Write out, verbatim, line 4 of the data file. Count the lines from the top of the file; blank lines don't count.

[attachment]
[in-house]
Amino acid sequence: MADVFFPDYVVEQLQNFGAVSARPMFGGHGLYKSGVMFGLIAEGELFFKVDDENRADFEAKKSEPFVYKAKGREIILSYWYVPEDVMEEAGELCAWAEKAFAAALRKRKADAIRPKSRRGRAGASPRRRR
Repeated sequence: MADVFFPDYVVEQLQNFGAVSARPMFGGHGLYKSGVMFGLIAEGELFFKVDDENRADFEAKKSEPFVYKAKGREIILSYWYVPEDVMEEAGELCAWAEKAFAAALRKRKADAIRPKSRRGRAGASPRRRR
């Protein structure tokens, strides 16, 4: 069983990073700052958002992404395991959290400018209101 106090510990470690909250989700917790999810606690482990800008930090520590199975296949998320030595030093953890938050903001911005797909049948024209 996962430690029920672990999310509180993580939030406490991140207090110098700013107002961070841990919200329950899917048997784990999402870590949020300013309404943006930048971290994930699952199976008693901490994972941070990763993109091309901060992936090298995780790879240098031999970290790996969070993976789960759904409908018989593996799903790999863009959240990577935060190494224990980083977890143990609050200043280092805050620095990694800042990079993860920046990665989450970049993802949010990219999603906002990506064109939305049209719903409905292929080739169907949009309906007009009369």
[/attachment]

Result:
């Protein structure tokens, strides 16, 4: 069983990073700052958002992404395991959290400018209101 106090510990470690909250989700917790999810606690482990800008930090520590199975296949998320030595030093953890938050903001911005797909049948024209 996962430690029920672990999310509180993580939030406490991140207090110098700013107002961070841990919200329950899917048997784990999402870590949020300013309404943006930048971290994930699952199976008693901490994972941070990763993109091309901060992936090298995780790879240098031999970290790996969070993976789960759904409908018989593996799903790999863009959240990577935060190494224990980083977890143990609050200043280092805050620095990694800042990079993860920046990665989450970049993802949010990219999603906002990506064109939305049209719903409905292929080739169907949009309906007009009369």